The purpose of an investigatory meeting differs from a disciplinary meeting, in that it is used to gather available facts. Therefore it is not part of the disciplinary process as such, however you will be able to clarify any matters of concern and explain your conduct. Based on your response, the employer will then decide if disciplinary action is necessary or whether further evidence is required – leading to a second investigatory meeting.
How much notice should you be given prior to an investigatory meeting?
According to the ACAS guidelines, “‘the meeting should be held without unreasonable delay whilst at the same time allowing an employee reasonable time to prepare their case”. There is no strict definition as to what constitutes as “reasonable” as it is entirely dependant on the case itself. With that being said, 1-2 days notice isn’t usually deemed “reasonable”, with 5 days notice being adequate notice.
How should your employer conduct an investigation?
You employer may appoint an individual to act as investigator (usually another member of staff), whose role is to consider all evidence and produce a report. In more complex cases of gross misconduct, where another member of staff is unsuitable or there are a lack of resources, the employer can appoint an external investigator. Wherever possible, the investigator should not be involved in the original conduct being investigated.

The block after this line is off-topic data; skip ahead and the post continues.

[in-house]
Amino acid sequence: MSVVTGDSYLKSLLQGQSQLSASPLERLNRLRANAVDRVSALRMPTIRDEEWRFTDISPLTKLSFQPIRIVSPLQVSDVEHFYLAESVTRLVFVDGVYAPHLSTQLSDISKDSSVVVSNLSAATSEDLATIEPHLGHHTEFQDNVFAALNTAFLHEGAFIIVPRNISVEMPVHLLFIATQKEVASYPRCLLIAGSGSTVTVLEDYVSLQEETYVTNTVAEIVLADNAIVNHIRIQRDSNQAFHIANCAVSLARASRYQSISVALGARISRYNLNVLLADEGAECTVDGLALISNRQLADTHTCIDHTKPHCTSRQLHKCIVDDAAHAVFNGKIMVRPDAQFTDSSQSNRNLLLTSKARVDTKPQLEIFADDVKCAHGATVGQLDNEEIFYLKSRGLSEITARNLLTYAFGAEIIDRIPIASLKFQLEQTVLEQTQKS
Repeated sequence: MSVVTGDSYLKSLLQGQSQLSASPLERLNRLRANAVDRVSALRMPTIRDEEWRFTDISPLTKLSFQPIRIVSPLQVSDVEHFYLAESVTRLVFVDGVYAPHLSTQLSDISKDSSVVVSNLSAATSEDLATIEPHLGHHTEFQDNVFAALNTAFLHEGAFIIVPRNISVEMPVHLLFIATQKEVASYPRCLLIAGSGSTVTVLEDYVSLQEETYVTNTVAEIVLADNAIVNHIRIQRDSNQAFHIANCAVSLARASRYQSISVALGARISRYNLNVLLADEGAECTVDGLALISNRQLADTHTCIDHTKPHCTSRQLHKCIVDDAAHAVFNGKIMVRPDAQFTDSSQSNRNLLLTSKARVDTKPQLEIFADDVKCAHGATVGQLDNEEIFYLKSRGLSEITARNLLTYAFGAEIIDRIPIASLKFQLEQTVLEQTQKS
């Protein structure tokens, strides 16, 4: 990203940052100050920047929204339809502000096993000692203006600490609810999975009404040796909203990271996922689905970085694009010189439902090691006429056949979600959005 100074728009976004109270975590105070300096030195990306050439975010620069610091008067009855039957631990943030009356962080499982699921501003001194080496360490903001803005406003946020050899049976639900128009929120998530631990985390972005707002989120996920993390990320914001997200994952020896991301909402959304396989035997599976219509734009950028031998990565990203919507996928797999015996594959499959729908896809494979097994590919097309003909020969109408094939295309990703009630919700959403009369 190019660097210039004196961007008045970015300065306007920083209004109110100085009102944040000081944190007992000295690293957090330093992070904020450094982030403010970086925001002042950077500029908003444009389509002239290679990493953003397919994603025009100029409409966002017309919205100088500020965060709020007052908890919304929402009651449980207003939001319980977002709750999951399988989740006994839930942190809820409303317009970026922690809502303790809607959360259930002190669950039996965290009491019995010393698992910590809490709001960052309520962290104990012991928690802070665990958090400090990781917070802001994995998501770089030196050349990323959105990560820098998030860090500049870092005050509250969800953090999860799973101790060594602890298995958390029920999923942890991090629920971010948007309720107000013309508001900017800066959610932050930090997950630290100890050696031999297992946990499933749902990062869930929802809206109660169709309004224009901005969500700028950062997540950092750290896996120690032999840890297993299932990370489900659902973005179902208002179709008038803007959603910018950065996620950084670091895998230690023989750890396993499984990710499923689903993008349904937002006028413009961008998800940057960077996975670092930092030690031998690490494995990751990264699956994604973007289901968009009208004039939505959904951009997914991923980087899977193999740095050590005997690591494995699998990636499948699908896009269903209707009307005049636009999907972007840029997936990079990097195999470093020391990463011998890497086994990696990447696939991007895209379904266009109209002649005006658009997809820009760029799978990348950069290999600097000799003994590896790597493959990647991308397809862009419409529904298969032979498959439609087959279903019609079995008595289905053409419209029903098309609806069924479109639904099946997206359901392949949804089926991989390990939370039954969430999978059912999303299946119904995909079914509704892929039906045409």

How will an employment tribunal decide if gross misconduct was a fair reason for your dismissal?
When considering whether dismissal was fair, a tribunal will take various factors into account, including:
- Was the matter properly investigated?
- Was the disciplinary meeting chaired by an impartial person?
- Was a disciplinary meeting held where you could state your case?
- Were you given sufficient notice of the meeting?
- Were you given notice of your right to be accompanied by a work colleague or trade union official?
- Were you provided with supporting documents and/or witness statement in advance of the meeting?
- Whether your employer had a genuine belief in your guilt;
- Was this belief reasonable?
- Did you have an adequate opportunity to state your case?
- Were you given the right to appeal the decision?
- Did your employer follow its own policy?
- Has consistency been applied by your employer for similar previous offences with other staff?
The most fundamental aspect, even though all of the above points are important, is whether your employer had reasonable grounds for believing, and genuinely believed, that you are guilty of the misconduct at the time and that adequate investigation was carried out at the time of those beliefs. This is otherwise known as the “Burchell test”.
In order to constitute as reasonable grounds for the belief, your employer must have:
- Genuinely believed that the misconduct had occurred
- Conducted an appropriate level of investigation and have sufficient material upon which to form that belief